Fred Williams: The Pilbara

The Benalla Art Gallery is currently hosting one of Australia’s most significant series of landscape paintings created by Fred Williams. The exhibition of The Pilbara Series includes 13 masterful oil paintings and six gouaches from the iconic series, when Fred Williams went to Western Australia and produced a game-changing group of works which will be on display at the Benalla gallery until the end of January 2014.

The Pilbara Series is the last major series painted by Williams before his death in 1982. His depictions of Australia’s dramatic inland landscape, which he experienced during visits to the Pilbara in 1979, are striking in their use of colour and the way he used both aerial and close up views almost simultaneously. There is an obvious respect for the land and in these works we can see Williams’s originality and the Indigenous influences of a topographical flattening/up righting of the landscape in his composition of the picture plane. The National Gallery of Victoria has lent these works, which were originally commissioned by Rio Tinto.

Renowned Australian artist and Benalla resident, Ivan Durrant has liaised with the National Gallery of Victoria and has curated the exhibition providing an interesting and different context for this important series of works. He says “These vibrant and striking Pilbara paintings are, in my opinion, the most important body of work Fred Williams ever painted. They were Fred Williams’s last major body of work before his untimely death. He was an Australian artist at the very top of his game. Only van Gogh matches Fred for pure emotion and human interpretation of landscape. I’ve never been to the Pilbara, but know deep inside that if I were to go there I would feel the excitement and exhilaration that penetrates my soul when gazing at his work.”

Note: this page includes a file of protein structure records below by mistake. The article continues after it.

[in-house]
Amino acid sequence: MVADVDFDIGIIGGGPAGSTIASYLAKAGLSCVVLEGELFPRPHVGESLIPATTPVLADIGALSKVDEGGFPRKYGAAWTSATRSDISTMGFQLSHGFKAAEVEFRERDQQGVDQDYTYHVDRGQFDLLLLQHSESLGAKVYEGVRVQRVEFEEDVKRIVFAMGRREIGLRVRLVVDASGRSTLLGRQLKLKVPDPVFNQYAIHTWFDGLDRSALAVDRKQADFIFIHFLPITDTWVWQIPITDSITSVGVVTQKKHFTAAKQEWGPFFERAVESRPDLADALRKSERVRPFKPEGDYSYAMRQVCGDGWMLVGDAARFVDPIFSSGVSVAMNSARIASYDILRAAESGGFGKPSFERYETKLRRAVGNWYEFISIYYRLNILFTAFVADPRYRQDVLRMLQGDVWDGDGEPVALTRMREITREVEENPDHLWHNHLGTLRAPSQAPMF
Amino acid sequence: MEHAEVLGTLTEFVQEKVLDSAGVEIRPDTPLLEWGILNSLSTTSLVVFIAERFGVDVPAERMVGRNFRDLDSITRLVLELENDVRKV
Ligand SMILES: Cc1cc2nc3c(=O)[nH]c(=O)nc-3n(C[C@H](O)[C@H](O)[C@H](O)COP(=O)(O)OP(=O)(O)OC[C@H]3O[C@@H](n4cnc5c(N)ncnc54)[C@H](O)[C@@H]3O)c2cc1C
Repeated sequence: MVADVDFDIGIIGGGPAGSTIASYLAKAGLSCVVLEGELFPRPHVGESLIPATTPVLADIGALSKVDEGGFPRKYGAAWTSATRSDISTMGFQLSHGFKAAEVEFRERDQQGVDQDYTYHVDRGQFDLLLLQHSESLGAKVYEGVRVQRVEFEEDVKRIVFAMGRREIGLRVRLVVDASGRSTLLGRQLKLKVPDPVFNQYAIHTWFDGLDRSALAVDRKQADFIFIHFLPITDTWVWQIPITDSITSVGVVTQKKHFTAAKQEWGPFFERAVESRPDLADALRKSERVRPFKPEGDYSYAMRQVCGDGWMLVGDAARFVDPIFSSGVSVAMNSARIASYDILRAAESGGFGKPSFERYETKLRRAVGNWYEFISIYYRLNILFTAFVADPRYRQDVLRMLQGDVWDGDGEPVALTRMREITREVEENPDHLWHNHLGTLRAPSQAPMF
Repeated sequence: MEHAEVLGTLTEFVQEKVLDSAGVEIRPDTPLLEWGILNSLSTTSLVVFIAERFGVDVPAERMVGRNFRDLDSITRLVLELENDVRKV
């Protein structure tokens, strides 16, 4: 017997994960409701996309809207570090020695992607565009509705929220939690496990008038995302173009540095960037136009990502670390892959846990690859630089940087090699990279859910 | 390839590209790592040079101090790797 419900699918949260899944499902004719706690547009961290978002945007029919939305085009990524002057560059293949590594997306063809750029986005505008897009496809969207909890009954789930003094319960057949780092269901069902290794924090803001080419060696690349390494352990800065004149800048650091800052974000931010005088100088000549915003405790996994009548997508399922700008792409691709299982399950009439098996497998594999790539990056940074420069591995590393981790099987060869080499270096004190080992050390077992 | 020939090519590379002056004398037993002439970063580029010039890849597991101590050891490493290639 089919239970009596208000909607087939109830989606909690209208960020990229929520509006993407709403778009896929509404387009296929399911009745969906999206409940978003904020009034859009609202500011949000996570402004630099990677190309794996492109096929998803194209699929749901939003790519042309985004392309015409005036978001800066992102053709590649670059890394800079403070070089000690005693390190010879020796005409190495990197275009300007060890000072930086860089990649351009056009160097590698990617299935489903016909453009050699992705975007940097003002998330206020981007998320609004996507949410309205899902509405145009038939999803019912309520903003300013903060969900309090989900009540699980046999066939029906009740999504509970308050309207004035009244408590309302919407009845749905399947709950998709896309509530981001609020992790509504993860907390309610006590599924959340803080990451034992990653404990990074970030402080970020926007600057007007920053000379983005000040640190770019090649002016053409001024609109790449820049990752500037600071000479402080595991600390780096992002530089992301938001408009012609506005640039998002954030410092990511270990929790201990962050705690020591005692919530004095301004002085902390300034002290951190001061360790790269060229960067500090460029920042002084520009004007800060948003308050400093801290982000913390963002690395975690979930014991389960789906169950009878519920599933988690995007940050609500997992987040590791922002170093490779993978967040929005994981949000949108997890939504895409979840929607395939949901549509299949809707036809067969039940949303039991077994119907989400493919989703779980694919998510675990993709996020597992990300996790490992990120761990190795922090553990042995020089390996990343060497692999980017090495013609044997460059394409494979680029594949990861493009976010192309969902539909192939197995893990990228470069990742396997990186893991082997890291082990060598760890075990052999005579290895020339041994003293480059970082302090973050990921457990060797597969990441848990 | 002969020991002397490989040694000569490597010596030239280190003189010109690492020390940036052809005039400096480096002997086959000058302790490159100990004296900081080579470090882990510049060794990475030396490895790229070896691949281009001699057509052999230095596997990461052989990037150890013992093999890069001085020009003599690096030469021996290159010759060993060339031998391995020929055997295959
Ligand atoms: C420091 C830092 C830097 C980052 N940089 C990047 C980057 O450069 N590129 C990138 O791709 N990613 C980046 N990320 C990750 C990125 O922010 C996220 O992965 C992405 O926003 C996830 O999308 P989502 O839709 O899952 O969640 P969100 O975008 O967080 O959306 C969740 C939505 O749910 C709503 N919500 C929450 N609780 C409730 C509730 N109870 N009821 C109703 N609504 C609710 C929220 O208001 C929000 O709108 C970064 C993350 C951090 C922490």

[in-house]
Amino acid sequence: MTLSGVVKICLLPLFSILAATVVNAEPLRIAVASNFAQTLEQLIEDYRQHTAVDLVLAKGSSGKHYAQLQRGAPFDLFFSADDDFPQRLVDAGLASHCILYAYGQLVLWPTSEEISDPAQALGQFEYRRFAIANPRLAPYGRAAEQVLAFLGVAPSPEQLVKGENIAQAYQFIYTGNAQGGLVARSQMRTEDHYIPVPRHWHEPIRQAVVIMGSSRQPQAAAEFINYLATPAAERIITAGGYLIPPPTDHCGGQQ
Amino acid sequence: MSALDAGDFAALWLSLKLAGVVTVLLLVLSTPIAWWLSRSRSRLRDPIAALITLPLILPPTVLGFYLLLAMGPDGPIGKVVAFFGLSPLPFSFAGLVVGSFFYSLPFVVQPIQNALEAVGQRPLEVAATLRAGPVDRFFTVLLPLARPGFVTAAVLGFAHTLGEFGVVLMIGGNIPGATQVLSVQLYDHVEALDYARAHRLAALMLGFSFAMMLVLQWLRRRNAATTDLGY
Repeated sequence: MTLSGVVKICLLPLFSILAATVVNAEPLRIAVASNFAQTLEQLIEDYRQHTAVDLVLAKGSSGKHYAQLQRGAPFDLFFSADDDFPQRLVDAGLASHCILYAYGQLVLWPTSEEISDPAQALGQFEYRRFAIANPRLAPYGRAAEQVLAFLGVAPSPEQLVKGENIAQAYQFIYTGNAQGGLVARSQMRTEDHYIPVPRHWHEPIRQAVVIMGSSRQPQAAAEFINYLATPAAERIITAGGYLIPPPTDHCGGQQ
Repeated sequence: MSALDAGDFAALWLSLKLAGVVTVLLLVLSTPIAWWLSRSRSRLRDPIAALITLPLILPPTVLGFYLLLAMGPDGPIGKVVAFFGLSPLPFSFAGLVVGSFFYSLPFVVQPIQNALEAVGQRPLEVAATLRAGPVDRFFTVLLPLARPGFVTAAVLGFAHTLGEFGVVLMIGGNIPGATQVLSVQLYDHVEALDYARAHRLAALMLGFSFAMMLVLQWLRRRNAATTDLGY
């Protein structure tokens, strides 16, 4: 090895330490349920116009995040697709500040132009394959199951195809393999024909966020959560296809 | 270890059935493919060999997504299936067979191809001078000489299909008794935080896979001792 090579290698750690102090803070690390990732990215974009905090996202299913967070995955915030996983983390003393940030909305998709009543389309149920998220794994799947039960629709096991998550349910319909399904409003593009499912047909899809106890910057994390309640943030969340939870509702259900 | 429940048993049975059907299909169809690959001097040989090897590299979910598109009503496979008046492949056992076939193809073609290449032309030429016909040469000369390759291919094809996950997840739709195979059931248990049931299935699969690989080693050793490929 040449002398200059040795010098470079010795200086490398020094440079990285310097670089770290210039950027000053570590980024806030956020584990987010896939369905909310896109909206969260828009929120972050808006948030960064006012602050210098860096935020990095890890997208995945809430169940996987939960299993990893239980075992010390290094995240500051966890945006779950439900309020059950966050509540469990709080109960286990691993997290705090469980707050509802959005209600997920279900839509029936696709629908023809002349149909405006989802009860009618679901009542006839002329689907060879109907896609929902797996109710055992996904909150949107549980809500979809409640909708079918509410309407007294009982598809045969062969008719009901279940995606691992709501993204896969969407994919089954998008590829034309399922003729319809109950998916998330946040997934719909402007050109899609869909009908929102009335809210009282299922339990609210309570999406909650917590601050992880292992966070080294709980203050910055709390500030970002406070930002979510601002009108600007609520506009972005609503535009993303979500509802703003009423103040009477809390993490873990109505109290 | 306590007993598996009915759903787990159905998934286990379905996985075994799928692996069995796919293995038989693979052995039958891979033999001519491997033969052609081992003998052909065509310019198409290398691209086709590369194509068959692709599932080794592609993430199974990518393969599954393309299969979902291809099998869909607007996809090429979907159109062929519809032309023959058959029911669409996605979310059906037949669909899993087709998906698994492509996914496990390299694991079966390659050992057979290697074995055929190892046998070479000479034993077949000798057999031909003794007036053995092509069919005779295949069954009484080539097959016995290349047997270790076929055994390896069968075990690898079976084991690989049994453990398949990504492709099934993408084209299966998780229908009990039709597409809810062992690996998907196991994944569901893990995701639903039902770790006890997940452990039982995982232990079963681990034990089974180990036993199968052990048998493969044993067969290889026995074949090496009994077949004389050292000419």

In these works you will find a fantastic use of flat space and composition that interprets the landscape in a way that hadn’t been done before these iconic works were painted. Williams allows the cool blue cerulean skies to offset the rich iron earths and those enviable daubs and lollied brush marks stand out as a result of the painter’s craftsmanship. As much as Williams has been revered in the pantheon of Australian painting, every comment on his masterful talent is warranted and it’s in these paintings the qualities he was admired for are clearly on show. Durrant says, “These works are so powerful and moving that anyone seeing them will forever view the Australian landscape in a new light. Fred Williams is one of Australia’s leading artists, to be considered alongside such greats as Sidney Nolan, Albert Tucker and Russell Drysdale. It is a testament to the quality and appearance of our gallery that the NGV have worked with us to host such an important collection. This may be one of the most important exhibitions ever shown in a regional Australian gallery.”

A concurrent exhibition of work by local Pilbara indigenous artists will also provide an insight into the way local artists interpret the landscape. This is an important part of the Pilbara story and will provide context to the already, significant, Fred Williams showing.

“This indigenous art project will provide very real connections between the Pilbara region and its regional Victorian counterpart,” Mr Durrant said. “The Benalla Art Gallery is excited to host this large and valuable selection from Fred Williams, one of Australia’s most influential artists,” said Jilian Mulally, Manager Arts Communications and Events for Benalla Rural City Council. “Williams’ works have had a significant influence on the way Australians view their country, and it is a privilege to be able to offer a regional audience a chance to see these paintings in a new setting.” Jilian Mulally said that the Benalla Rural City Council and the gallery continued to work hard to provide opportunities for the community to view some of the best examples of diverse artwork from around Australia and beyond.

Benalla Art Gallery
Until January 28, 2014

Mount Nameless (morning), 1981, oil on canvas, 121.9 x 152.2cm
National Gallery of Victoria, Melbourne.
Presented through the NGV Foundation by Rio Tinto, Honorary Life Benefactor, 2001

Red cliff landscape, 1981, oil on canvas, 182.4 x 152cm
National Gallery of Victoria, Melbourne.
Presented through the NGV Foundation by Rio Tinto, Honorary Life Benefactor, 2001